Review: The enjoyably grisly ‘Cocaine Bear’ is nothing to sniff at
In September 1985, Tennessee authorities discovered the body of Andrew Carter Thornton II, a former narcotics officer turned drug smuggler who had fallen to his death from a plane. The bags full of cocaine he was transporting into the country took longer to recover. By the time the illicit cargo was found in Georgia’s Chattahoochee-Oconee National Forest, much of it had already been ingested by an unfortunate 175-pound black bear, found dead nearby of a massive overdose. From this real-life tale of greed, stupidity and humanity’s unthinking abuse of nature rises a natural question: What if the bear, rather than simply kilo-ing over, had gone on a murderous coke-fueled rampage driven by a hunger for not just sinewy human flesh (though there’s plenty of that), but for another whiff of that sweet, sweet powder?
Nasty, brutish and snort-filled, “Cocaine Bear” provides an extremely gory and amusingly speculative answer. Having grabbed headlines with its viral trailer, cheerfully self-explanatory title and sly redefinition of “high concept,” the movie has already invited obvious pre-release comparisons to “Snakes on a Plane,” the (sadly underseen) 2006 thriller that soared for months as an internet sensation before crashing to box-office earth. Whether or not audiences form lines for “Cocaine Bear,” it’s hard to completely dismiss a mainstream horror-comedy that offers a nice supply of sharp and grisly, at least until it takes a disappointing turn for soft and cuddly. You’ve seen worse new movies in February, maybe even this February.
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What you probably haven’t seen is a 500-pound bear (because everything is bigger in Hollywood) mauling her way through a once-idyllic stretch of federally protected woodland. (Most of this largely Georgia-set movie was shot in rural Ireland.) In keeping with most of today’s apex-predator-run-amok entertainments, including last year’s solidly entertaining “Beast,” this fictional version of “Pablo Escobear” (a locally coined nickname) is entirely and convincingly computer-generated, from her lethal claws to the end of her increasingly coke-dusted, bloodstained snout.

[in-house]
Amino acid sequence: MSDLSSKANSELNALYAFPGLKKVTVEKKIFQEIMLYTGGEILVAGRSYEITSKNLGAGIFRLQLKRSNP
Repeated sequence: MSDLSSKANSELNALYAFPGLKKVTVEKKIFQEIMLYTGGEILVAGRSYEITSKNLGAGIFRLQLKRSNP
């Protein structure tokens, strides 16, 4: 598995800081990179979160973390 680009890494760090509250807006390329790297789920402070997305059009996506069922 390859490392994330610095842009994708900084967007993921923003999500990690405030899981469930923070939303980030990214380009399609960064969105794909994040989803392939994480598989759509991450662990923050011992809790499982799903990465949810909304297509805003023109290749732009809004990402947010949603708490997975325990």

After teasing us with an early glimpse of Teddy Drugspin in tourist-pouncing, leg-severing action, Jimmy Warden’s script lays out a busy array of human subplots. Keri Russell plays a loving single mom; Brooklynn Prince (“The Florida Project”) is her adolescent daughter, who picks the worst possible day to head into the forest with her best friend (Christian Convery). O’Shea Jackson Jr., Alden Ehrenreich and Aaron Holliday are nicely grouped as three bumbling crooks on a mission to retrieve the lost cocaine. Also in the mix are the indispensable Margo Martindale as a grouchy park ranger, Jesse Tyler Ferguson as a hapless animal-rights activist, Kristofer Hivju (“Game of Thrones”) as a traumatized hiker and Isiah Whitlock Jr. as a police detective with a cute dog.